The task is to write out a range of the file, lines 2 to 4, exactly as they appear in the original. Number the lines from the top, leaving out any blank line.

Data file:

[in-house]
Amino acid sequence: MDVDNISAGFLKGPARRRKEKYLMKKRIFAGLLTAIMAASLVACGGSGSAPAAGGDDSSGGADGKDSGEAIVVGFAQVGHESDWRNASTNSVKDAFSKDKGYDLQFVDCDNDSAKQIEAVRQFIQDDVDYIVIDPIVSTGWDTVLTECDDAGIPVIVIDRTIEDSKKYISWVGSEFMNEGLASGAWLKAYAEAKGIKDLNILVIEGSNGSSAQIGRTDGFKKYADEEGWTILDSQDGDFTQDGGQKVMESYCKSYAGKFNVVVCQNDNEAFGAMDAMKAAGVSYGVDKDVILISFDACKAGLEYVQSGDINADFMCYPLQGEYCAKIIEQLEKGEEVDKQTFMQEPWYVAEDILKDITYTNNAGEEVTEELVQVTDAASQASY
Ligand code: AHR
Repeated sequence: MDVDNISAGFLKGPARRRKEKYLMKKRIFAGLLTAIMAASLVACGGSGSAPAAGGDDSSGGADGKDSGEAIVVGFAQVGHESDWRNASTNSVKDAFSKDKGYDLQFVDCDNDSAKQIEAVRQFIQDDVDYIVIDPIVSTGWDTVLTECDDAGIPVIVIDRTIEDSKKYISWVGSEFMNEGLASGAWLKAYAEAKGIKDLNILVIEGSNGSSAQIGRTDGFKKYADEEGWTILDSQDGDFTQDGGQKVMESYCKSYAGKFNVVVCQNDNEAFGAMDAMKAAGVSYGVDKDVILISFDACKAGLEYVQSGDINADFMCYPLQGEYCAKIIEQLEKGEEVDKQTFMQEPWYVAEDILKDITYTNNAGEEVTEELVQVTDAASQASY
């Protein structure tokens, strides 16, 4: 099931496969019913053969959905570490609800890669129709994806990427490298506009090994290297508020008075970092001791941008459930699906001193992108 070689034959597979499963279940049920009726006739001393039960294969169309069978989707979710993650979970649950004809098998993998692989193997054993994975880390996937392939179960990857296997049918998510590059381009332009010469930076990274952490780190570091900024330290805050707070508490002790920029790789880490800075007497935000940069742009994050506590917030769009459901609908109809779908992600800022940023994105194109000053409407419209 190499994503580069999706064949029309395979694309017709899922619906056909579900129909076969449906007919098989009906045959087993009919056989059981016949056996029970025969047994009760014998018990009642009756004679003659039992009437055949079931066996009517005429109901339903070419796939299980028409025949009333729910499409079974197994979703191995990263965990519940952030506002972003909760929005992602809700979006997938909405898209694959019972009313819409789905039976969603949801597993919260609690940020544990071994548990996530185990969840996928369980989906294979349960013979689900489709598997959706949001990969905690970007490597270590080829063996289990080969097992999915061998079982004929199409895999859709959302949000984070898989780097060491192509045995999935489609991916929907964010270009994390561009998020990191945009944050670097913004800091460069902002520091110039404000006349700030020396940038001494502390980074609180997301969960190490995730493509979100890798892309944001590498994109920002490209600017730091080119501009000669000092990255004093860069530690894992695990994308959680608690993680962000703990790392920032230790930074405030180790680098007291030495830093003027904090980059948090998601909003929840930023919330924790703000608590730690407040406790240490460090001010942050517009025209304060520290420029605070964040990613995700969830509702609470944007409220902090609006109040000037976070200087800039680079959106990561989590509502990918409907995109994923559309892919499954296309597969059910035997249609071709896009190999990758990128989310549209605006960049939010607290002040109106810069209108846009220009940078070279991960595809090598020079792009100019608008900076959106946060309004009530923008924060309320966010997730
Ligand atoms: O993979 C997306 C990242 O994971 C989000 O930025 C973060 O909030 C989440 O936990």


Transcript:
Amino acid sequence: MDVDNISAGFLKGPARRRKEKYLMKKRIFAGLLTAIMAASLVACGGSGSAPAAGGDDSSGGADGKDSGEAIVVGFAQVGHESDWRNASTNSVKDAFSKDKGYDLQFVDCDNDSAKQIEAVRQFIQDDVDYIVIDPIVSTGWDTVLTECDDAGIPVIVIDRTIEDSKKYISWVGSEFMNEGLASGAWLKAYAEAKGIKDLNILVIEGSNGSSAQIGRTDGFKKYADEEGWTILDSQDGDFTQDGGQKVMESYCKSYAGKFNVVVCQNDNEAFGAMDAMKAAGVSYGVDKDVILISFDACKAGLEYVQSGDINADFMCYPLQGEYCAKIIEQLEKGEEVDKQTFMQEPWYVAEDILKDITYTNNAGEEVTEELVQVTDAASQASY
Ligand code: AHR
Repeated sequence: MDVDNISAGFLKGPARRRKEKYLMKKRIFAGLLTAIMAASLVACGGSGSAPAAGGDDSSGGADGKDSGEAIVVGFAQVGHESDWRNASTNSVKDAFSKDKGYDLQFVDCDNDSAKQIEAVRQFIQDDVDYIVIDPIVSTGWDTVLTECDDAGIPVIVIDRTIEDSKKYISWVGSEFMNEGLASGAWLKAYAEAKGIKDLNILVIEGSNGSSAQIGRTDGFKKYADEEGWTILDSQDGDFTQDGGQKVMESYCKSYAGKFNVVVCQNDNEAFGAMDAMKAAGVSYGVDKDVILISFDACKAGLEYVQSGDINADFMCYPLQGEYCAKIIEQLEKGEEVDKQTFMQEPWYVAEDILKDITYTNNAGEEVTEELVQVTDAASQASY